JUST OVER 90 pages into The Stone Diaries, the following observation appears:
When we think of the past, we tend to assume that people were simpler in their functions, and shaped by forces that were primary and irreducible .... But none of this is true. Those who went before us were every bit as wayward and unaccountable and unsteady in their longings as people are today.
Whether this proposition is being advanced by the book's nominal protagonist, Daisy Goodwill Flett, or by the omniscient narrator who is only sometimes Daisy, or by the author herself, is not clear. However, it seems safe to say that anyone who has delved 90 pages deep into Carol Shields's new novel, in which she undertakes an imaginative "autobiography" of a woman, starting with her birth in 1905 and ending with her death in the 1980s, will not care to dispute it. Shields has audaciously created a heroine who is "crowded out of her own life" by forebears, relations, and friends who are generally more interesting than she, and produced a book that is richly detailed, engrossing, unsentimental, and wise.
Her narrative method is undeniably wayward: though she begins the novel with Daisy's uncompromising "My...," the first person singular soon vanishes, to reappear only sporadically from then on. When it does, the heroine's "I" may become "she" within a single paragraph, or other 'I's may make their own thoughts -though not always their identities - known.
Shifting from present to past tense and back again, Shields combines eloquent literary prose with letters, invitations, grocery lists -whatever serves - to evoke specific times and places. Her method works wonderfully well. In fact, it's probably the only way to express what Daisy on her deathbed calls "the adding up of what has been off-handedly revealed, those tiny allotted increments of knowledge" that make up the story of a life.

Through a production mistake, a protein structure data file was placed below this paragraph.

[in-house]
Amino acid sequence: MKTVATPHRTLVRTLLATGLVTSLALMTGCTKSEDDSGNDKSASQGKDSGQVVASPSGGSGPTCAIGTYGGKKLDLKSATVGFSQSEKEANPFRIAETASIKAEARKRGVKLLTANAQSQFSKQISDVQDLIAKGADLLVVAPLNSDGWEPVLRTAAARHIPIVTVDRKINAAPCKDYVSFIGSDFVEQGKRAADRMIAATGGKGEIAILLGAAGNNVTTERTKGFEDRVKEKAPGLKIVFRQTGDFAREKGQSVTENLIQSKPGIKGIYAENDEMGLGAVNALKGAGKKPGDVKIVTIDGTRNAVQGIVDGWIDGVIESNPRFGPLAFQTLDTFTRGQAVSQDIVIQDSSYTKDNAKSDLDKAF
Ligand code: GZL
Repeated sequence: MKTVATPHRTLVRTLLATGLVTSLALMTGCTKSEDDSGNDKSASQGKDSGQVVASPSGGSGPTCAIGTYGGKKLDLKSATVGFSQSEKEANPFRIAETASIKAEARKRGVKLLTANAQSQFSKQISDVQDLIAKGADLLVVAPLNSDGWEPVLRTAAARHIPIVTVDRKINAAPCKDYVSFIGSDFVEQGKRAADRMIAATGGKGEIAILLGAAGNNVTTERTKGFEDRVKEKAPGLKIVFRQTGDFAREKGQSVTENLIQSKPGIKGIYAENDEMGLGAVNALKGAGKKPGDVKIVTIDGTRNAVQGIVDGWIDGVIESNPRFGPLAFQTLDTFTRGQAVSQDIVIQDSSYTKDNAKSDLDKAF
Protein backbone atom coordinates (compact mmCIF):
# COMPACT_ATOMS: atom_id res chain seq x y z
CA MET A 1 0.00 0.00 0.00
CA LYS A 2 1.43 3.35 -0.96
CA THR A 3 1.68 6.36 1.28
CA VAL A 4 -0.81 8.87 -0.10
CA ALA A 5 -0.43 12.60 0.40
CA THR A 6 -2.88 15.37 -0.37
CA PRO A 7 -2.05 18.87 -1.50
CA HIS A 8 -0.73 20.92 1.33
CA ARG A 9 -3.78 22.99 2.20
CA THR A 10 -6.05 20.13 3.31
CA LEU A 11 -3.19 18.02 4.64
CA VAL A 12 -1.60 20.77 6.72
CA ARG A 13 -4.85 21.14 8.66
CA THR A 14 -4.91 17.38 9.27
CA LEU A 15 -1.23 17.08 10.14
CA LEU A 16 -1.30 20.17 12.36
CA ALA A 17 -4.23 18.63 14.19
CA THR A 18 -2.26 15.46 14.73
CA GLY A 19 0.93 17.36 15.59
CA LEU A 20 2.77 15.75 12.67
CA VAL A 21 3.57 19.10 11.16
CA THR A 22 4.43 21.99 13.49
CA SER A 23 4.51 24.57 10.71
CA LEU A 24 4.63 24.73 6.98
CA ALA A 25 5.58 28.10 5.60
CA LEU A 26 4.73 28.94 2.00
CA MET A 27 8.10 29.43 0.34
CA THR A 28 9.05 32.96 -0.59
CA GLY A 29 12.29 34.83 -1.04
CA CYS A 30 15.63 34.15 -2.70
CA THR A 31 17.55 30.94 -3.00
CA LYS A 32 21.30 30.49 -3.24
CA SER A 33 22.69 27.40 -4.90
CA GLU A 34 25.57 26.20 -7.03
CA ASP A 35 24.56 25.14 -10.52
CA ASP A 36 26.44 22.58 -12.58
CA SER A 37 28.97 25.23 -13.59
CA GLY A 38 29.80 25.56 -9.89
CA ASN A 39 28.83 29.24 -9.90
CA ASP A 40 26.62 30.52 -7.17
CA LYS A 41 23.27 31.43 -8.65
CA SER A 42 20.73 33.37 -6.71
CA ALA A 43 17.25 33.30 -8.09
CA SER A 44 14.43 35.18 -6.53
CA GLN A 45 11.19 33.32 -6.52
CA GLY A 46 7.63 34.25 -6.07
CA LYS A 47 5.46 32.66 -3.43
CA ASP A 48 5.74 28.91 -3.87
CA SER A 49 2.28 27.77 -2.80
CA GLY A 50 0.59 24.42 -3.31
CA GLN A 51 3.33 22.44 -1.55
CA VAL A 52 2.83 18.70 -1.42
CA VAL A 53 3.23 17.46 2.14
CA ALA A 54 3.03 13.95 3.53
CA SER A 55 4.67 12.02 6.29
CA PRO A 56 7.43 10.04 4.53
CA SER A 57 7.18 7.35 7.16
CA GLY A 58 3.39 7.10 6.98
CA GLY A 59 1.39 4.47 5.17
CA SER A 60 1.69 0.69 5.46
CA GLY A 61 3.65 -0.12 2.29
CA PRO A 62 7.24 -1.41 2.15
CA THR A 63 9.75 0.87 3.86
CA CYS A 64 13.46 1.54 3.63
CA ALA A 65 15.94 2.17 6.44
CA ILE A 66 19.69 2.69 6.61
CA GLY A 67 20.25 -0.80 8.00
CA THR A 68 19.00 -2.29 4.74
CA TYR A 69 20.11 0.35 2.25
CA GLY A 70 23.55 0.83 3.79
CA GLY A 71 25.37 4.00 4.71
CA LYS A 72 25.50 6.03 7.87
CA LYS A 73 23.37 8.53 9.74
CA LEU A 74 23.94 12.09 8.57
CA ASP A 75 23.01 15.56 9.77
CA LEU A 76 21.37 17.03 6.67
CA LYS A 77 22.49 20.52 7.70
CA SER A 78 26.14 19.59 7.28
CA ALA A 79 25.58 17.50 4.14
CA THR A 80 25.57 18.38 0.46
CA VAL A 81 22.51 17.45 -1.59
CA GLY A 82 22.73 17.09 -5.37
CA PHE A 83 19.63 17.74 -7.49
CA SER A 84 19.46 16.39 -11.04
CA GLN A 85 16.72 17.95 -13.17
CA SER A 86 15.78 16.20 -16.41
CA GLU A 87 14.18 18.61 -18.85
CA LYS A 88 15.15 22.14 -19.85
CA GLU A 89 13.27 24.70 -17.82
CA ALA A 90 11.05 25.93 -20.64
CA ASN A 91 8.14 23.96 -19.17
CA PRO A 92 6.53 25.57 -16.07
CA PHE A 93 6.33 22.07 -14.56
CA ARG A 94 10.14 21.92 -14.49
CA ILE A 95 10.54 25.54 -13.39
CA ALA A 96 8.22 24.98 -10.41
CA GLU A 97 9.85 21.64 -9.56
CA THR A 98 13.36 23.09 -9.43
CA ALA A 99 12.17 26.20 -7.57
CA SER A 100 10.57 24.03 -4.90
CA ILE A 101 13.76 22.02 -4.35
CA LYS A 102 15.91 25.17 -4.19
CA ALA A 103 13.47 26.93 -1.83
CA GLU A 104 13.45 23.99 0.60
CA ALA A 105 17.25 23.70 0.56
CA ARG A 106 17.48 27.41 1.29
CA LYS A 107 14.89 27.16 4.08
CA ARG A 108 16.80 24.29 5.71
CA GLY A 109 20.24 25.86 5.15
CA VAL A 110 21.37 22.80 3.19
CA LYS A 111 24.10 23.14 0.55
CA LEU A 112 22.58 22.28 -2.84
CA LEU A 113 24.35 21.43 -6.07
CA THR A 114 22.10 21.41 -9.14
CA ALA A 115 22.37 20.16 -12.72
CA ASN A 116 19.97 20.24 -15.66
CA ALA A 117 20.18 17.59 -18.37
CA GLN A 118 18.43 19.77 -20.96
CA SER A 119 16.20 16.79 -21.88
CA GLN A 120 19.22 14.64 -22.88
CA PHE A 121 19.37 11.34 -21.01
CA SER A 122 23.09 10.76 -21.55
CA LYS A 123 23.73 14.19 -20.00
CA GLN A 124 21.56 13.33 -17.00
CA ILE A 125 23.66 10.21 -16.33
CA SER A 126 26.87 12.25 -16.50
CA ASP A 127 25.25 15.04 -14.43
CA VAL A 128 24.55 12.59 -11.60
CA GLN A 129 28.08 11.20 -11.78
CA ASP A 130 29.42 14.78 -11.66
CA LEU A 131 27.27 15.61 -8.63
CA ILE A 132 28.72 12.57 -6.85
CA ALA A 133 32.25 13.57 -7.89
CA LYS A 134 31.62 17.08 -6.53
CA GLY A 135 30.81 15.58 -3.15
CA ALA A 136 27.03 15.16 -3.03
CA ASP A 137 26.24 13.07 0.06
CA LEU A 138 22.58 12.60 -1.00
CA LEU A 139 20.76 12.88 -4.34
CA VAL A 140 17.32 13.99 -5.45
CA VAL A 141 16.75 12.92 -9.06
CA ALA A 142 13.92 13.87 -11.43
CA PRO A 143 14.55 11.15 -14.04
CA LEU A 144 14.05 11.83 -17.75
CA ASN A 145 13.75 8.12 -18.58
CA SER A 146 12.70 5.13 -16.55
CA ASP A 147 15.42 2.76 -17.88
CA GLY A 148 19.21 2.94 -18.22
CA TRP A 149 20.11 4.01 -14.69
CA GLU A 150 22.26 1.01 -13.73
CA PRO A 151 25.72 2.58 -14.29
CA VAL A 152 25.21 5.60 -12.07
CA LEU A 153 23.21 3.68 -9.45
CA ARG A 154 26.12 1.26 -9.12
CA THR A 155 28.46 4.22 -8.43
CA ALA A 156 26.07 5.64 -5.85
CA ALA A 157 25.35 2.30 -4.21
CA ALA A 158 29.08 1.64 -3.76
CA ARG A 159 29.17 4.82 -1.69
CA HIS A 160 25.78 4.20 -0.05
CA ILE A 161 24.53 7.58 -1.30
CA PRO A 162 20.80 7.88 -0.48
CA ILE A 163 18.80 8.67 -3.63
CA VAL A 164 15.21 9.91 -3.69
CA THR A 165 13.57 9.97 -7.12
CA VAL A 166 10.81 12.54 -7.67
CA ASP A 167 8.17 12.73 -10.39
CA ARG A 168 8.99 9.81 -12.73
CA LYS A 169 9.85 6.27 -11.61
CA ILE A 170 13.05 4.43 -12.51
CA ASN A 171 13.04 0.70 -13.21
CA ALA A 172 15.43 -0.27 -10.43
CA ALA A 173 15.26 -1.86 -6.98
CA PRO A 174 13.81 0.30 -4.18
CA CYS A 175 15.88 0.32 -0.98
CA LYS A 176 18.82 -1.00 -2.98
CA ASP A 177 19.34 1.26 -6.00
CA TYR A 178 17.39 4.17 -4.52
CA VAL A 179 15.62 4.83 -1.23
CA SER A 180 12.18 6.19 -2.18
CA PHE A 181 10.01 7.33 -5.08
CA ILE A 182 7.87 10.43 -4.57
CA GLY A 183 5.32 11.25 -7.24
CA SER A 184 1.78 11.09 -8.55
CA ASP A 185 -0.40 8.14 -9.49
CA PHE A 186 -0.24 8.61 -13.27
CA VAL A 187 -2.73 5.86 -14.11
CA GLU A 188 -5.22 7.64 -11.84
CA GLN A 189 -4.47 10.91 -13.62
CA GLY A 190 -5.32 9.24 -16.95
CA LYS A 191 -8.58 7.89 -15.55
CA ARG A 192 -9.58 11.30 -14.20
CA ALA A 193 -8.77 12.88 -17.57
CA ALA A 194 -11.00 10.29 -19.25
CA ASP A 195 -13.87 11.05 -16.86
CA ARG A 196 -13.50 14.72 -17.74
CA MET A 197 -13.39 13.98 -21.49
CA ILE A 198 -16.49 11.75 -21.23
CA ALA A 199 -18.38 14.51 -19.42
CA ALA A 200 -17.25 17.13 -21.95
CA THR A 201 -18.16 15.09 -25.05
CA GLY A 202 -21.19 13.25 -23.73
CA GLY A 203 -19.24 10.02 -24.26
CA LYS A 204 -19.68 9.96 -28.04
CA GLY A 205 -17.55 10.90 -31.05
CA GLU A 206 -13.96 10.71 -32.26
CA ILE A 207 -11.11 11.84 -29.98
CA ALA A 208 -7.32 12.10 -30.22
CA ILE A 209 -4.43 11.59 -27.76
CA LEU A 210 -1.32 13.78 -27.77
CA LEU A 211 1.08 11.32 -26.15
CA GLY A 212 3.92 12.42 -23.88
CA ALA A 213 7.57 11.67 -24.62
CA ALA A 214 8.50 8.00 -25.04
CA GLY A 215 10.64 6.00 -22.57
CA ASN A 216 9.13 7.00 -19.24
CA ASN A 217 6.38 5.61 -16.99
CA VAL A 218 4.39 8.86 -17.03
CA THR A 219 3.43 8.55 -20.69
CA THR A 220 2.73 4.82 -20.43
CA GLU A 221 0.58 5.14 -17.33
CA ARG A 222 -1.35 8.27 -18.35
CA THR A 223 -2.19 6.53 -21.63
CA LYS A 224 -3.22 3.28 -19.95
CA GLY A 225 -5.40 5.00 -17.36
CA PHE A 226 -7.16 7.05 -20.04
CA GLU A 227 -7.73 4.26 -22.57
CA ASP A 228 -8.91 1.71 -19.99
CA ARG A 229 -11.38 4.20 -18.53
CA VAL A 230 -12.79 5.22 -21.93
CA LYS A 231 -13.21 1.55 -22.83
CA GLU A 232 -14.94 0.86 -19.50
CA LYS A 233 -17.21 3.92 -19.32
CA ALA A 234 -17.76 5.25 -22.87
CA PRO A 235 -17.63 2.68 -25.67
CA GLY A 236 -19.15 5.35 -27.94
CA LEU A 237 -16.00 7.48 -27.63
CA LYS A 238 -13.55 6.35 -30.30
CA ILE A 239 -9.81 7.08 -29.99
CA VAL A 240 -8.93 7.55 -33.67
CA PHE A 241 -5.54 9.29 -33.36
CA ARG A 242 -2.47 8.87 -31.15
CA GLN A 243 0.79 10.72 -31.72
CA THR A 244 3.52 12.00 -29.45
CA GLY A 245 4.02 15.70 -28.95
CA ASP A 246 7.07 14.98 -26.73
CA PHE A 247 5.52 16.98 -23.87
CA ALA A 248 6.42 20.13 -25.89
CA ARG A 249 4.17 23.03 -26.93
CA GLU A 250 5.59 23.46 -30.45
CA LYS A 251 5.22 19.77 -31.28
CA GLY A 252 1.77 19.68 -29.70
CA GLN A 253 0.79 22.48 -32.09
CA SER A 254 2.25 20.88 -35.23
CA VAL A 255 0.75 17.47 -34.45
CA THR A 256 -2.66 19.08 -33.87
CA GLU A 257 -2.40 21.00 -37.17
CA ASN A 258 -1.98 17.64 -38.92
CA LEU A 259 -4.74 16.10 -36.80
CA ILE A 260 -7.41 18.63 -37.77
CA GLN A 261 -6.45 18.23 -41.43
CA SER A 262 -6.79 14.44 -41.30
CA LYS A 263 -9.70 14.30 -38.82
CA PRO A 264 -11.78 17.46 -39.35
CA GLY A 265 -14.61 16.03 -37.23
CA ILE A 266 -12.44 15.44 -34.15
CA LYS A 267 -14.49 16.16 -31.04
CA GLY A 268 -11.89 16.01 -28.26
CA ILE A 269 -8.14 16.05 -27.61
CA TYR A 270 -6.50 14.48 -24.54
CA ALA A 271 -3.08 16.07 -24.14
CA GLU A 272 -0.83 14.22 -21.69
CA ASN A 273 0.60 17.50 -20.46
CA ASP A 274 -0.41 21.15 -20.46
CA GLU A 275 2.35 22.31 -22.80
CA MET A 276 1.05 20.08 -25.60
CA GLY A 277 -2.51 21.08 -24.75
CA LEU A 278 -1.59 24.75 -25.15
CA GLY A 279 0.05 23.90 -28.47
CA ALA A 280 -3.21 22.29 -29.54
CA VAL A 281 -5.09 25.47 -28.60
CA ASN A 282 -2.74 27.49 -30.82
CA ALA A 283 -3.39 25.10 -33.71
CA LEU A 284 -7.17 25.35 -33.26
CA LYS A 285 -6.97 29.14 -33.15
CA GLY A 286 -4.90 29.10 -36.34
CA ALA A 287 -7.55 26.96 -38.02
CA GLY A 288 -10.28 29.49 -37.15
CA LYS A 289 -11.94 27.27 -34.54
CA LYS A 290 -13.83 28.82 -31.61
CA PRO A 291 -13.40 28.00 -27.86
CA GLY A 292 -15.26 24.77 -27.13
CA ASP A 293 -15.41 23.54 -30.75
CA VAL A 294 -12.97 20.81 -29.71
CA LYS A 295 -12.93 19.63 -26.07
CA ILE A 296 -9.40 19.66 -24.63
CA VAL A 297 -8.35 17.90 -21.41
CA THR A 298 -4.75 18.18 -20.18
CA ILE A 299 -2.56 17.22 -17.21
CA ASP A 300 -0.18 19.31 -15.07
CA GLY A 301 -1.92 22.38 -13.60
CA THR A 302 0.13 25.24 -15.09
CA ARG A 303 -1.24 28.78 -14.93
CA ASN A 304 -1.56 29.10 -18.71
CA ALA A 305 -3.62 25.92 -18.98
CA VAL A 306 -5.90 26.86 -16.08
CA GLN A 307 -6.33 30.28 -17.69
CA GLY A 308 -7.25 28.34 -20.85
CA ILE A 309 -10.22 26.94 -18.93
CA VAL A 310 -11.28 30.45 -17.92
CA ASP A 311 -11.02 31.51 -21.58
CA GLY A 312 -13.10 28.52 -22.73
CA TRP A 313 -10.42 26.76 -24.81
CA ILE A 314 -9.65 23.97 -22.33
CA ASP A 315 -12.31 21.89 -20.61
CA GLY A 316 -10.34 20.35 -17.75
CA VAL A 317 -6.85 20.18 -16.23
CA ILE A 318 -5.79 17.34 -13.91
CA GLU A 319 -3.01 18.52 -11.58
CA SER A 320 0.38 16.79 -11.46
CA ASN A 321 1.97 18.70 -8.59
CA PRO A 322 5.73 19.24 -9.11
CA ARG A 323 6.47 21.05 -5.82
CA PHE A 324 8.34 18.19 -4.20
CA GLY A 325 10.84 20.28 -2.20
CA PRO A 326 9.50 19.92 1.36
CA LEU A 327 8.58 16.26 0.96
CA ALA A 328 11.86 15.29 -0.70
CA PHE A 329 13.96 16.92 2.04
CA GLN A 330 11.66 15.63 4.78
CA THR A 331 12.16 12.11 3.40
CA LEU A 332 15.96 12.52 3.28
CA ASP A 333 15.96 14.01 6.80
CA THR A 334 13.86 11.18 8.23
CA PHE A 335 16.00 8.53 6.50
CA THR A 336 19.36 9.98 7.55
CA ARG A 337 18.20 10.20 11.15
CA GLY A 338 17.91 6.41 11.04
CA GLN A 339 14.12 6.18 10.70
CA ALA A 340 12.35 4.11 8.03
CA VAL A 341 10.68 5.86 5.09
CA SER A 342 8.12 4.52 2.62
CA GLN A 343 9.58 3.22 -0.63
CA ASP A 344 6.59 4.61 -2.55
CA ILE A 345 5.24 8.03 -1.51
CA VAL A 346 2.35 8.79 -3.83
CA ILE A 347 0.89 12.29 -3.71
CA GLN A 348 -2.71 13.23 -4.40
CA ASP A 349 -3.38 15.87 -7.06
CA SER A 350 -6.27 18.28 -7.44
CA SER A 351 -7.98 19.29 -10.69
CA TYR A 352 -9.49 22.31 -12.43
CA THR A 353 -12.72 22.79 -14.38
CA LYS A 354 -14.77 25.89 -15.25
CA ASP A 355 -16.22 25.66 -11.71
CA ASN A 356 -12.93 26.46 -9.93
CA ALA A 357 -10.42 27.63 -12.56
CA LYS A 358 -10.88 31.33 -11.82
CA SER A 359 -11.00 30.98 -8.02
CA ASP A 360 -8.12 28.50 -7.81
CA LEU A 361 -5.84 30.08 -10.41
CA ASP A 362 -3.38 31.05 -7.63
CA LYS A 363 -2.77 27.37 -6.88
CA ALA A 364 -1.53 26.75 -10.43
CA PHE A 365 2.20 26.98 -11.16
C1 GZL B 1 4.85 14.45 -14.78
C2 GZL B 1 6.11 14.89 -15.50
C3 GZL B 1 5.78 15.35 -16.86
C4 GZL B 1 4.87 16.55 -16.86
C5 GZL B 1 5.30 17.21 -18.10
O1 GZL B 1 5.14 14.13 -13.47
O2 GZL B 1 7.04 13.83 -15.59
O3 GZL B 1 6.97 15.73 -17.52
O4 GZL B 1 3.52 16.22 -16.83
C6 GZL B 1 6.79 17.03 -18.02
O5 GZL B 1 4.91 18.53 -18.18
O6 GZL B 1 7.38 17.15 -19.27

The book inevitably addresses, but mercifully does not belabour, the hoary question of whether, and how much, art (or memory, always artful) can intersect with objective reality: "The recounting of a life is a cheat, of course ... even our own stories are obscenely distorted" says Daisy (?) at one point. But Shields prefers to explore the issue more obliquely, by engaging in some playful genre-bending. She garnishes her (auto-)biographical novel with the features of a factual biography: a few pages of photographs (some of whose subjects - or do I only imagine this? - seem to bear a family resemblance to the author) I and an extensive genealogical chart. But these connect only glancingly with the text, and Shields also fearlessly endows her heroine's life with more than enough melodrama for any best-selling dynastic pot-boiler. Rendered motherless by her birth, widowed intacta on her honeymoon, and remarried to her much older adopted "brother," Daisy somehow still manages to emerge as a kind of Everywoman for "this mean old sentimental century." By her testament she reminds us just how singular life (and art) can turn out to be.